Vortis seemed somewhat subdued by this turn of events, but after fifteen minutes or so they got back into the game, and from then on it was an exciting battle for supremacy between the two sides. They scored the equalizer just over thirty minutes in when a long shot from Alex to Rikuto Hirose was passed along to Daiki Watari, who sliced the ball over the back of a diving Toshiyasu Takahara. It was good, decisive play and reminiscent of that of Renofa Yamaguchi. Overall, Tokushima were challenging opponents, speedy on the counter attack but ultimately failing to breach Zelvia’s strong defence more than the once.
Although there were no more goals, it remained an enjoyable match, and one in which the goalposts featured not once but three times! I mentioned before that a deflection off the post assisted Nakamura’s goal, but it hampered what could have been a second one toward the end of the first half when a shot by Yudai Inoue hit the post. Then five minutes into the second half another one, a Ri Long Shot™ this time, also struck the woodwork!
Here are the highlights of this match:
Matchday 29: Kyoto Sanga 1 – 0 FC Machida Zelvia
I’ve been somewhat unlucky with the timing of business trips of late. I was sent to Osaka the week after we played away to Cerezo, and to Amagasaki – only an hour by train from Nishikyogoku – the week before this match.
On the aforementioned trip to Amagasaki I went to see Kyoto versus Cerezo just out of curiosity and was rewarded with a six goal clash, so I was hoping for some fireworks from this game. I wouldn’t like to say I was disappointed because although we did lose and there was only one goal, it could have easily been a 3-1 defeat.
The first (could-have-been) goal came seven minutes after kick-off when Kyoto were awarded a corner. The subsequent header deflected off our Yuki Nakashima and almost went in, but luckily the post played its part (again!) and the ball was deflected across the front of the goal to Takafumi Suzuki, who kicked it to safety.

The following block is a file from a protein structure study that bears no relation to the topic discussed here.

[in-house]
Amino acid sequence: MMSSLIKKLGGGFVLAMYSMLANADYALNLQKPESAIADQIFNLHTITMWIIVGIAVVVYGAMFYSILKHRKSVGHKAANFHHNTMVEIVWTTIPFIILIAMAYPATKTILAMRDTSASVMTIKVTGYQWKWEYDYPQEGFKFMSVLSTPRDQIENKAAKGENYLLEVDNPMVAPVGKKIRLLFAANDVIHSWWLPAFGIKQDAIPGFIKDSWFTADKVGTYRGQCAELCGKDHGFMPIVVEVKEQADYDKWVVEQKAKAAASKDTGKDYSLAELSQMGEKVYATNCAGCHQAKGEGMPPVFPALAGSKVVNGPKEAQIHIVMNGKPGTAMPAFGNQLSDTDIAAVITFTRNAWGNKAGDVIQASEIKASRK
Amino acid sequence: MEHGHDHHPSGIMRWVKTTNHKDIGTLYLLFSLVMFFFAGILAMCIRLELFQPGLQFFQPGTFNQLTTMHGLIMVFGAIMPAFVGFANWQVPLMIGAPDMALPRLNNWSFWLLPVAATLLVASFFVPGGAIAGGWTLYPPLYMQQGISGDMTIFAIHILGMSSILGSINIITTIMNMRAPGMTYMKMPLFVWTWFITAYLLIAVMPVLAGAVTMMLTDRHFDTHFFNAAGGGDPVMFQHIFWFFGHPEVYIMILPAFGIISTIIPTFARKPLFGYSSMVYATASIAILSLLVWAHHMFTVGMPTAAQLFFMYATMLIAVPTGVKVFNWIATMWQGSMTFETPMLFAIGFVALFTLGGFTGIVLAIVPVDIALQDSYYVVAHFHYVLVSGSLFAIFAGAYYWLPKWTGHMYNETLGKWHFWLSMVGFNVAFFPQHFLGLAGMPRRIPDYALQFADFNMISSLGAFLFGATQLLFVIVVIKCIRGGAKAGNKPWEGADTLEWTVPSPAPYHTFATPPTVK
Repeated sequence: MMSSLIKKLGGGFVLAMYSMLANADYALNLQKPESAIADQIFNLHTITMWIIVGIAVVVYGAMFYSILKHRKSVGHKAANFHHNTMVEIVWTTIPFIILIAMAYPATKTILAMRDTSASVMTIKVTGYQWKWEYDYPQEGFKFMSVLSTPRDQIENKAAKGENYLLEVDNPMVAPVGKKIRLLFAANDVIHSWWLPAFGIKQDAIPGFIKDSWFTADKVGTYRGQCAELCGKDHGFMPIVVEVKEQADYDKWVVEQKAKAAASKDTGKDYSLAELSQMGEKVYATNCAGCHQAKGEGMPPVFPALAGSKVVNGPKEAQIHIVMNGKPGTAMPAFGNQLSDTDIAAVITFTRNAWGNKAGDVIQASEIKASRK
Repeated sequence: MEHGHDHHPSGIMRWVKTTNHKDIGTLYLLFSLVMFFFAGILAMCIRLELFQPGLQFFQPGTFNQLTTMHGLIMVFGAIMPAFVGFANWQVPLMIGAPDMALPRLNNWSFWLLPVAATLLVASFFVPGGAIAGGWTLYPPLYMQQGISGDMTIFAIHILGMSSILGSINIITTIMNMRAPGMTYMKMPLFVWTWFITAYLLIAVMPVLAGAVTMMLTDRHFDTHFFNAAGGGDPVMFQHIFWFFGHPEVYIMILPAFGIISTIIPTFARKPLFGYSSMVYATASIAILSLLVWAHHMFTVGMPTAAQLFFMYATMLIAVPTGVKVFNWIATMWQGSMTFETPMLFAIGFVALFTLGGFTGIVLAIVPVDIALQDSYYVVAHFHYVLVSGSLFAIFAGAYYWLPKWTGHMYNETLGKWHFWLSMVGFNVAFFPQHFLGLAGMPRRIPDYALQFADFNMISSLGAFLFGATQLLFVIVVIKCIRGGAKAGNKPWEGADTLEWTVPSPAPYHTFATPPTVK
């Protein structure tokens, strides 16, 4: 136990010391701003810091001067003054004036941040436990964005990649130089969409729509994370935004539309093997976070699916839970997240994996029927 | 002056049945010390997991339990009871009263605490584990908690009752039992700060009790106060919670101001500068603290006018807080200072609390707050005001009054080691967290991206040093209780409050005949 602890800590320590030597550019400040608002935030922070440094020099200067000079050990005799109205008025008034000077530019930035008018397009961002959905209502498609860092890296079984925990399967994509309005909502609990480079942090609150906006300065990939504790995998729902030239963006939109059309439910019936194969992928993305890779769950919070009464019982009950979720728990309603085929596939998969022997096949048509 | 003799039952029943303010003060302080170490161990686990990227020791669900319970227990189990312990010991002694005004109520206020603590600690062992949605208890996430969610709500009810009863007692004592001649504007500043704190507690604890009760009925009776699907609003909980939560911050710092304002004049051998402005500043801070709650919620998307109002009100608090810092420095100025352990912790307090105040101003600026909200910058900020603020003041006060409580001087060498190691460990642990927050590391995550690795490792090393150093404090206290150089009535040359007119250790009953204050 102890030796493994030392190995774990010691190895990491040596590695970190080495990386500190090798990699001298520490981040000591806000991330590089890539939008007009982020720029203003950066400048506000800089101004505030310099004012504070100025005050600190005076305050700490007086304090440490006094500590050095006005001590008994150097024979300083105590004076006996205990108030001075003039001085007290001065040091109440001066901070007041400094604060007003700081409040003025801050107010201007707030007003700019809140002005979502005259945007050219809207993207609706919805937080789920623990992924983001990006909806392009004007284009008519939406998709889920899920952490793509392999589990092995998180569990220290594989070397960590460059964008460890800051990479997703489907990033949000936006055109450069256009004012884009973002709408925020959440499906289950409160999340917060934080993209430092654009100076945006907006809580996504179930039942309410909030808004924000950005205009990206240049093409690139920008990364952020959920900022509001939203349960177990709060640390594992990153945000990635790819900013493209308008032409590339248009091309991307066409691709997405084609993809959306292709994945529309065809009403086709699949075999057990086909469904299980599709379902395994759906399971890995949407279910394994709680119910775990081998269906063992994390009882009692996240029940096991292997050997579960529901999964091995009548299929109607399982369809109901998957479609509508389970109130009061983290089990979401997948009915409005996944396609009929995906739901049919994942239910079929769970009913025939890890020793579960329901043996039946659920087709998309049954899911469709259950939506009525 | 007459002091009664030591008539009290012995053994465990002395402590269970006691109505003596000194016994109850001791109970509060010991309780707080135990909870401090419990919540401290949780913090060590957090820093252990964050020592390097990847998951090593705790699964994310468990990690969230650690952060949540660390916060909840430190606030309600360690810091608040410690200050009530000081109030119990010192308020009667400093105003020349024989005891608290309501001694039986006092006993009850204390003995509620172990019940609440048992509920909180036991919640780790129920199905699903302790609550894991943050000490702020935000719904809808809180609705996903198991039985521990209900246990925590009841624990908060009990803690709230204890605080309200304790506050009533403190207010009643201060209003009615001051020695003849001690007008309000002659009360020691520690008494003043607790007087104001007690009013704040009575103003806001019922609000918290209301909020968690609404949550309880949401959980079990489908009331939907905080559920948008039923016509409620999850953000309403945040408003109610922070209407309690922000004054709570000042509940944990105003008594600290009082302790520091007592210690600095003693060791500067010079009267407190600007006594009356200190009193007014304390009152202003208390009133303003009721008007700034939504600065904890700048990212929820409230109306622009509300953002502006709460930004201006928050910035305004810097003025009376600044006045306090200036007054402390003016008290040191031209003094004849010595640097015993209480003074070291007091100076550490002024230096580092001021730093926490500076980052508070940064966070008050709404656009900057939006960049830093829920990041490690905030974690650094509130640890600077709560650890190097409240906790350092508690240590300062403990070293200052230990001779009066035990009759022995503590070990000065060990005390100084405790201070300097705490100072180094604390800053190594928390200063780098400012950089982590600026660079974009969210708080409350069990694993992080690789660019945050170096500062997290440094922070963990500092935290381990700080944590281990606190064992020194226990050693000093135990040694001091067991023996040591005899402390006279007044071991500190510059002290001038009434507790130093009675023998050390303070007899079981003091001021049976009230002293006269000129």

The real goal was considerably longer in coming and again involved a deflection, this time off our own goalkeeper rather than the post. It was fifteen minutes before the end of the game, and Koki Arita, who had come on as a substitution less than ten minutes earlier, shot directly on target. Takahara tried a sliding save and was in position to succeed, but the ball hit his outstretched leg and bounced over it and into the net. A most unfortunate development indeed.
The third (could-have-been) goal came 84 minutes in and came from another corner kick. What is it with corner kicks of late?! I suppose given that Kyoto were awarded a whopping 14 of them to our 3 I should count myself lucky that I’m not sitting here contemplating a 6-0 match report! Anyway, Zelvia’s defence cleared the ball, but Kyohei Uchida collected it and took a chance with a shot on goal. It wasn’t particularly powerful and initially didn’t look threatening to the extent that Machida’s players watched it trundle through their midst, right on target, without doing anything to stop its leisurely progress, save a slight deflection off Takafumi’s ankle, until Takahara, realizing he had a possible own-goal on his hands, had to hurriedly dive in to save it!
In all honesty, Zelvia looked the better team to me, but they were up against a twelfth man in the form of the brutal Kyoto humidity. Kyoto is surrounded by mountains so the hot summer air is trapped in the city, making playing conditions very challenging indeed. The Sanga players train in these conditions and are no doubt as used to it as they can be, but Zelvia looked wrecked. I’ve noticed in previous matches that our players don’t seem to cope as well with high temperatures as those from other teams do. The team was relatively fresh during the first half, with Ri Han Jae mustering up two of his Long Shots™, and attempts by Takafumi Suzuki and Tatsuya Yazawa looking threatening. But they were drenched in sweat during the second half and looked exhausted by the end of it. Thankfully, the next game is at home this coming Sunday and the heatwave in Tokyo seems to have broken, so they will no doubt be thanking their lucky stars that they likely won’t have to play in these conditions again this year.
Here are the highlights from this match:
Finally, here’s the latest table: